What is diffusion?
Diffusion is a type of passive transport that involves the net movement of molecules or ions from an area of higher concentration to an area of lower concentration down a concentration gradient. The concentration gradient is the difference in concentration between two points.
In biology, diffusion plays an important role in many biological events such as molecular transport, cell signaling, and neurotransmitter movement across a synaptic cleft.
How far would a typical molecule diffuse in a millisecond? A second? An hour?
Diffusion is a description of how molecules will randomly move around in a liquid. Their movement will be limited if they hit a barrier or randomly collide with another molecule and react, which is not described by diffusion.
The distance a molecule will diffuse in a certain amount of time depends on the size of the molecule, the viscosity of the fluid, and the temperature.
This can be explained by the Stokes-Einstein relation: D = kT/(6πηa), where:
– D = the diffusion constant
– k = the Boltzmann constant
– T = the temperature
– η = the viscosity coefficient of the fluid
– a = the radius of the diffusing molecule
The constant value is 6 assuming that the radius of the diffusing molecule is greater than the radius of the solvent.
Assuming that we are talking about diffusion at 25° C and in water, then there is a nice calculator on physiologyweb.com that lists diffusion coefficients for different ions and molecules:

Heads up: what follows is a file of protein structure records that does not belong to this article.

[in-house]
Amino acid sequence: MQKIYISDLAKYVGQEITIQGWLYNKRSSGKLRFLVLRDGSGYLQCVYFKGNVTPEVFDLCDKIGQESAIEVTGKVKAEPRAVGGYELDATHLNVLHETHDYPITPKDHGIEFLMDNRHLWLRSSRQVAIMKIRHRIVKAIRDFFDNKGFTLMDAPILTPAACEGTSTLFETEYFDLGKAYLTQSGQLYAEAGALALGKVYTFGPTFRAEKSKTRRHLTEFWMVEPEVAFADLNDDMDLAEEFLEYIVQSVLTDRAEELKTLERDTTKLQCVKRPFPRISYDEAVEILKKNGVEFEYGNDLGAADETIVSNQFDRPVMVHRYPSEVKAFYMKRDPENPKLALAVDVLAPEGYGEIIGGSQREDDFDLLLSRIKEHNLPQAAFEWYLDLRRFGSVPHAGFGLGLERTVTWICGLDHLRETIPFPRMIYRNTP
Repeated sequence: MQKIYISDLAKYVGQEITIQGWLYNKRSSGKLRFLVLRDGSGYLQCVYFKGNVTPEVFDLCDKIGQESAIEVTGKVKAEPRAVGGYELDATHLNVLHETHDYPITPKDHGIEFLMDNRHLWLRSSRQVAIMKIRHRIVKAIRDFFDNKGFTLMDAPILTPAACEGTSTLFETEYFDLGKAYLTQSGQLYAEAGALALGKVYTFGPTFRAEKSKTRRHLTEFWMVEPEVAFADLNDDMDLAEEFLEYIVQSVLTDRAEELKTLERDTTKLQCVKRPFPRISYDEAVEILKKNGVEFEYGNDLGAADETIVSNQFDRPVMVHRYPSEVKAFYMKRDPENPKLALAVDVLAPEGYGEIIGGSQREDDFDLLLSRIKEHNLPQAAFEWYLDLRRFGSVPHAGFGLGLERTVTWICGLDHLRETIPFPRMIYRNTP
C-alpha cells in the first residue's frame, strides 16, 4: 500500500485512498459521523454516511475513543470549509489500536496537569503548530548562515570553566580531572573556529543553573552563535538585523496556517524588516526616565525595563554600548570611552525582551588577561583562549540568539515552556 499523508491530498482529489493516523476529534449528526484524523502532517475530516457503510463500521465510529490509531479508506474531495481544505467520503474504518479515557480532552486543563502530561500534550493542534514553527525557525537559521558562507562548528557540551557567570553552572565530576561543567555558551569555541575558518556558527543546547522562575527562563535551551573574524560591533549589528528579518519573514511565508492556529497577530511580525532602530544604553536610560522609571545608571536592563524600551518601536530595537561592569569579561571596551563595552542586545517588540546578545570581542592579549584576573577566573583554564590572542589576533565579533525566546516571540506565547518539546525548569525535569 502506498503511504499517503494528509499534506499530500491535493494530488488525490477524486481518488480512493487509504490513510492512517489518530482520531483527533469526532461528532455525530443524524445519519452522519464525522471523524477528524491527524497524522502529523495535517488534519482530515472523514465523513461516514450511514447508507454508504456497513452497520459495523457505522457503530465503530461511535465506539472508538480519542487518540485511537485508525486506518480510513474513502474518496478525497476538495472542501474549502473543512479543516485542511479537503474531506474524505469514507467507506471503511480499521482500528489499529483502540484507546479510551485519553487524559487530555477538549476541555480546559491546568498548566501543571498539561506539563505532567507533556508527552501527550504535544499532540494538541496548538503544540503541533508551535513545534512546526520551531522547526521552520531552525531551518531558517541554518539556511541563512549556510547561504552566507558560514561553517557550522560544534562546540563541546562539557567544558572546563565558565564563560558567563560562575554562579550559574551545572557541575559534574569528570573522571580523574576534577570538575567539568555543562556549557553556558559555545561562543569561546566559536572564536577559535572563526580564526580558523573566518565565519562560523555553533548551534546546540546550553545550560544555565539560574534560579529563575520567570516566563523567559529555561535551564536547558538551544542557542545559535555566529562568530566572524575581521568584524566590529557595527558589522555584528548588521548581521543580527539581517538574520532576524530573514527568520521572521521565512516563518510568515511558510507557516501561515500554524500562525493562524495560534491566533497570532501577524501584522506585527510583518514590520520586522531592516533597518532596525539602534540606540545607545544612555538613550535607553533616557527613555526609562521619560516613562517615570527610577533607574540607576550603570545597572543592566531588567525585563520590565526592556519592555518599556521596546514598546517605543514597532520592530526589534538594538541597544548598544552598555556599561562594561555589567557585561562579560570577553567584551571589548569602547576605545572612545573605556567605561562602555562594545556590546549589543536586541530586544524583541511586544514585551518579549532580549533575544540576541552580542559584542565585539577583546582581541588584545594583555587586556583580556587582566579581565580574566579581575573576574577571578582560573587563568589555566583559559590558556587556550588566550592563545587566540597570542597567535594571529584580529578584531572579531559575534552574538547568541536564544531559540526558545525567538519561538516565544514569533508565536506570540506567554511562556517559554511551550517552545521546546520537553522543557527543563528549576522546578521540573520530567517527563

If we are talking about the diffusion of a small molecule neurotransmitter such as glutamate, it has a MW of 147, which is close to glucose’s MW of 180. So we can use glucose’s diffusion coefficient as a rough guide for the diffusion of some types of small molecule neurotransmitters.
This calculator suggests that glucose will diffuse 1000 nm in a millisecond, 31,000 nm (31 μm) in a second, or 1,900,000 nm (1.9 mm) in an hour.
Molecular diffusion rates are helpful when building intuition about what structural information is necessary to be able to infer in brain preservation. Because, in the way that I think about it, molecular events that occur more slowly than rapid long-term memory recall can be instantiated (which, conservatively, can occur in ~500-1000 ms) cannot be uniquely necessary for the structural information describing it.
Inspired by CalTech’s Question #21 for cognitive scientists: “What is diffusion? How far would a typical molecule diffuse in a millisecond? A second? An hour? How does the diffusion equation differ from the cable equation?”